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Choosing a Paint Finish

There seems to be a LOT of confusion on this topic, and the wrong choice of finish can lead to poor outcomes. (V!?!) I want to give you a basic where-to-use-what guide to help. They guys at the paint counter, while experts in paint, are not experts on interior decor and can often lead you in the WRONG direction. I found a pretty good explanation that speaks to the finishes. I have edited the original below. The full text article can be found here. My comments are in parentheses.

  • There are many different types of interior paint finishes, all of which essentially refer to the final paint finishes reaction to light. Different manufacturers of paint sell paint in any combination of finishes, though generally not all of them. The following descriptions of interior paint finishes refer to interior latex paints.
  • Flat and matte paint finishes have no real sheen when the paint has dried. Rather than reflect light, flat and matte paint finishes absorb it. Both paint finishes are good for hiding small surface imperfections and imperfections in application, such as brush or roller marks. Flat and matte finishes are good choices for interior walls in rooms that receive little traffic or for painting ceilings. Both paint finishes are generally poor choices for kitchens, baths, and kids’ rooms because they do not wash as well as other paint finishes. (**I have never purchased flat paint)
  • An eggshell paint finish is similar to a matte finish but has a tiny amount of sheen to it when dried. It is a good choice for interior walls and washes slightly better than flat wall paint. Eggshell paint finishes are sometimes interchangeable with matte paint finishes in certain brands of paint. (**I prefer this finish for most interior walls, color looks rich & opaque)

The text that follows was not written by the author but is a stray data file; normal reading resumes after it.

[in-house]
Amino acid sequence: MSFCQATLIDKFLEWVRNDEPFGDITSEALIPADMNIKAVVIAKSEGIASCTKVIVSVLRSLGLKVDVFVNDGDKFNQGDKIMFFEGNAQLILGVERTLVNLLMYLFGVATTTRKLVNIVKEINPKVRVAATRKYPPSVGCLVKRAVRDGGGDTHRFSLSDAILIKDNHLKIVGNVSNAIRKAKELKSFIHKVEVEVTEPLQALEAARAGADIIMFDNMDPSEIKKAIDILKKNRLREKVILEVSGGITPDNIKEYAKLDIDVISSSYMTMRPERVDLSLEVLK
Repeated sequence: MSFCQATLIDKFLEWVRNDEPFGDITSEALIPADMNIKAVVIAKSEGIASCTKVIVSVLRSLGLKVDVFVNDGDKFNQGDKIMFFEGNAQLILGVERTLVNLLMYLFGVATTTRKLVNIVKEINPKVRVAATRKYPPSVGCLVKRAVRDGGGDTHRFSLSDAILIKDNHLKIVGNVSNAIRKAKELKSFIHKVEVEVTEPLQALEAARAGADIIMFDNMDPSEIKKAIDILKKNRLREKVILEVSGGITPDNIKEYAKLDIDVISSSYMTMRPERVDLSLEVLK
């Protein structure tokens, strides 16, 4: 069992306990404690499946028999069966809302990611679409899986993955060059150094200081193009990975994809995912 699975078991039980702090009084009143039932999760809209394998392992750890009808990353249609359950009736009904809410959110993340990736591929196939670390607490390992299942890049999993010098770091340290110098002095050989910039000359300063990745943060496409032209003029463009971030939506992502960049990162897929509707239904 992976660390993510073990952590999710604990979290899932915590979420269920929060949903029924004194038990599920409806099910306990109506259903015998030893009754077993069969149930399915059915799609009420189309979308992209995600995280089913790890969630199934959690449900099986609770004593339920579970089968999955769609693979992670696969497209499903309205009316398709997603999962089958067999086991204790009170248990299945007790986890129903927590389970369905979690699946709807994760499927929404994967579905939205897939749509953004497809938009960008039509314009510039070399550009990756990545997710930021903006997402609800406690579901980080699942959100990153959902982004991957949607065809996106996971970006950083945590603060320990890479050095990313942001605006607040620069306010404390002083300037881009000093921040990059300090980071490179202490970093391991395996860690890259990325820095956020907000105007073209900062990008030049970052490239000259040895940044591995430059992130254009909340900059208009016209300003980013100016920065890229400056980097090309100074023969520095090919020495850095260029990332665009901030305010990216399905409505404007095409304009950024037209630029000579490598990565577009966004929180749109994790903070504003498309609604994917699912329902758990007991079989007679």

• A satin paint finish is often the glossiest paint finish a decorator will recommend for any room save the kitchen and bath. It is not a high-gloss finish, but does have a smooth, velvety shine to it when dried. Satin paint finishes do not hide imperfections in surfaces or application as well as the aforementioned finishes, but they are forgiving enough for novice painters to use. A satin paint finish will reflect more light than eggshell and is a great choice for kids’ rooms and trim as it stands up well to washing. (**I prefer this for the kitchen & bathrooms)
  • Semi-gloss and high-gloss paint finishes are at the other end of the spectrum and reflect the most light of any paint finish when dried. Semi-gloss is a great choice for kitchens and baths as the finish can stand up to water and frequent cleaning better than other finishes. Many people also choose to paint trim with semi-gloss paint for the same reasons. High-gloss paints are not generally popular choices for walls, but many people choose gloss paint for painting furniture especially for a modern look or durable paint finish. (**while the guy at the paint counter will tell you to use semi gloss in a bathroom, I highly advise not. Satin will hold up just as well and make for a prettier color finish. I tend to use semi-gloss for trim only. I have used high gloss on furniture and it has held up beautifully)
  • Choosing the right interior paint finish is mostly a matter of personal preference; just remember that the higher the sheen, the more durable the paint is (**but carries less color wow) in the face of frequent traffic and washing. Keeping in mind the use of the room you are painting will help you to select the right interior paint finish. It’s choosing the right color that’s the hard part!
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